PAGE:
Legal Skills: Contract drafting and avoiding Messi situations
In this series, we will be discussing key legal skills that modern lawyers must grasp to respond to the growing demands of commercial clients, using contemporary examples from the news to highlight the importance of each skill.
Contract drafting was a staple of a lawyer’s work in the past, but the opportunities for lawyers to employ their contract drafting skills have been on the wane for a long time. The use of templates and automation have made contract drafting easier and simpler, with most lawyers only making minor amendments to pre-prepared or quickly drafted documents.
Nevertheless, this once vital function of lawyers retains its importance in the modern world, as evidenced by the dispute regarding the contract of one of the best football players in the world. Lionel Messi’s contract with FC Barcelona has been widely reported on due to a special clause in it.
Messi, having been a loyal servant to the club for almost 20 years, was rewarded in 2017 for his accomplishments with the club with the insertion of a clause in his contract allowing him to leave the club for free under certain conditions. This is in contrast to most football players’ contracts which contain a release clause, meaning that if a player wants to leave a club without that club’s consent, the player has to pay a sum stipulated for in the player’s contract. For Messi, the release clause was set at €700 million, an astonishing figure which, if paid, would represent a tripling of the world record transfer fee.
The importance of contract drafting, though, arose when Messi tried to trigger this clause. Reportedly the clause was only valid until the 10th of June 2020. This limitation was drafted in the contract to protect the club, which would want to know of Messi’s wish to leave before the end of the season, traditionally considered to be the 30th of June.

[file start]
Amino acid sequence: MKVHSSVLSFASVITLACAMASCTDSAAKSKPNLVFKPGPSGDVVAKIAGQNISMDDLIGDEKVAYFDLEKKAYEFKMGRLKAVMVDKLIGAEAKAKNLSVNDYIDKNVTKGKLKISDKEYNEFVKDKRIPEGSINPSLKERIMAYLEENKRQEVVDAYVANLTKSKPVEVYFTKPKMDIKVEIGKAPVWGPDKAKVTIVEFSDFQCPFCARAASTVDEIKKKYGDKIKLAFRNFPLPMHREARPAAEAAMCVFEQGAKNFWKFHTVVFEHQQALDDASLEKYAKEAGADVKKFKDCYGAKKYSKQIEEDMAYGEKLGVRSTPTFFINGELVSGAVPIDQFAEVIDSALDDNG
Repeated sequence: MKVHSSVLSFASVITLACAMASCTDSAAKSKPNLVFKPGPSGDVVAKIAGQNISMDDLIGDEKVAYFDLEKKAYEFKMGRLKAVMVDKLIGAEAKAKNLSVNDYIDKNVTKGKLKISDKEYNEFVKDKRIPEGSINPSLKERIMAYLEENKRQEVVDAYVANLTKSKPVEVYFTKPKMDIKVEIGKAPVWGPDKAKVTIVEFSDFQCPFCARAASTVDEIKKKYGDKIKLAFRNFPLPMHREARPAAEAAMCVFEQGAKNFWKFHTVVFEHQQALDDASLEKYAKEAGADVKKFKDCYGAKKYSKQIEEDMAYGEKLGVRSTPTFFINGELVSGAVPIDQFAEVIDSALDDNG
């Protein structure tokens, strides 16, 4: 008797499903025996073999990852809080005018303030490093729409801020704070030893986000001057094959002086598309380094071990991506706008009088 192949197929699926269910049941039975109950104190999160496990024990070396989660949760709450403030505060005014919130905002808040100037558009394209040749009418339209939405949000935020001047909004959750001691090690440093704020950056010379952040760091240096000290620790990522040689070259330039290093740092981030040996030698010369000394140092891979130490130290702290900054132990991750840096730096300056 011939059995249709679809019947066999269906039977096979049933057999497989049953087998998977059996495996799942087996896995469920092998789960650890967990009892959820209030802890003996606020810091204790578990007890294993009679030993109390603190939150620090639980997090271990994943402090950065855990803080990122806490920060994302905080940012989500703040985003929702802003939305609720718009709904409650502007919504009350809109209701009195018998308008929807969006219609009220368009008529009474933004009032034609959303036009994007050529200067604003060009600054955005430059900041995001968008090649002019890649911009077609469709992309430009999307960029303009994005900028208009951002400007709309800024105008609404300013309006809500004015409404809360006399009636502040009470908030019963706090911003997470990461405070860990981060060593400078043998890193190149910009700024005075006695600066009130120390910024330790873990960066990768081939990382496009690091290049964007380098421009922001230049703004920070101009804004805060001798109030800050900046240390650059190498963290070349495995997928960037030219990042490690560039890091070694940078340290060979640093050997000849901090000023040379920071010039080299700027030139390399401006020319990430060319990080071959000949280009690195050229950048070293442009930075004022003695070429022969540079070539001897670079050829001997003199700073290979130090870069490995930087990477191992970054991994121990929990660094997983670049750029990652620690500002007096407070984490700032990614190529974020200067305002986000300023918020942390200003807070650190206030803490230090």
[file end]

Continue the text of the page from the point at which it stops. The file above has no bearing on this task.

Of course, the Covid Pandemic did not show any respect for the traditional football calendar. With Spanish league games taking place until the 19th of July and the Champions league knockout phase being played between the 12th and 23rd August, the 2019-2020 season did not have the traditional end-date.
Messi and his lawyers argue that since the purpose of this clause was to give sufficient warning to the club before the start of the next season, the clause should be interpreted as being valid until at least mid-August. Such an argument seems weak. The clause stated a clear date, which passed long before Messi made his wish to leave known to the club. The Spanish Football Federation has already come in support of the club. Whilst this decision may be fuelled partly by commercial reasons, it’s unlikely that the interpretation favoured by Messi would be accepted by a court.
For the clause to operate as Messi’s legal team contends, it should have been drafted differently and it should not have specified a date. It would be unreasonable to expect Messi’s legal team to have predicted the impact of a pandemic when negotiating the clause back in 2017, but this situation is illustrative of the importance of drafting contracts in a way which truly accords to the parties’ agreement and their expectations. The expiration of the clause means interested clubs had to offer up to €700 million for Messi. Whilst a court might have been sympathetic to Messi’s assertion in light of the pandemic’s impact, Messi announced he would stay at Barcelona, citing his unwillingness to instigate a legal battle with his boyhood club as the main reason for his decision to stay.
Barcelona was, reportedly, on the opposite site of a drafting mishap when FC Bayern Munich won the Champions League with Coutinho in the team, a Barcelona player on loan at the German club. Coutinho was signed by Barcelona from Liverpool FC in a blockbuster £105 million deal plus add-ons. One of those add-ons was a £5 million bonus payment to Liverpool if Coutinho won the Champions League. The relevant clause failed to specify that the player had to win the Champions League with Barcelona for the payment obligation to arise.
In a comic twist of fate, Coutinho’s Bayern Munich played against and defeated Barcelona on their road to Champions League glory, with Coutinho scoring two goals against his parent club. This meant that, if news reports are to be believed, Barcelona had to pay £5 million to Liverpool for an accomplishment that the player achieved at the expense of Barcelona.
Even though Messi’s messy situation has reached a resolution, both of the issues mentioned in this article are illustrative of the importance of the legal skill of contract drafting, with millions often being at stake. Whilst templates and contract automation software may take care of the bulk of the contract drafting workload, lawyers must remain vigilant and ensure that contracts are truly reflective of what has been agreed.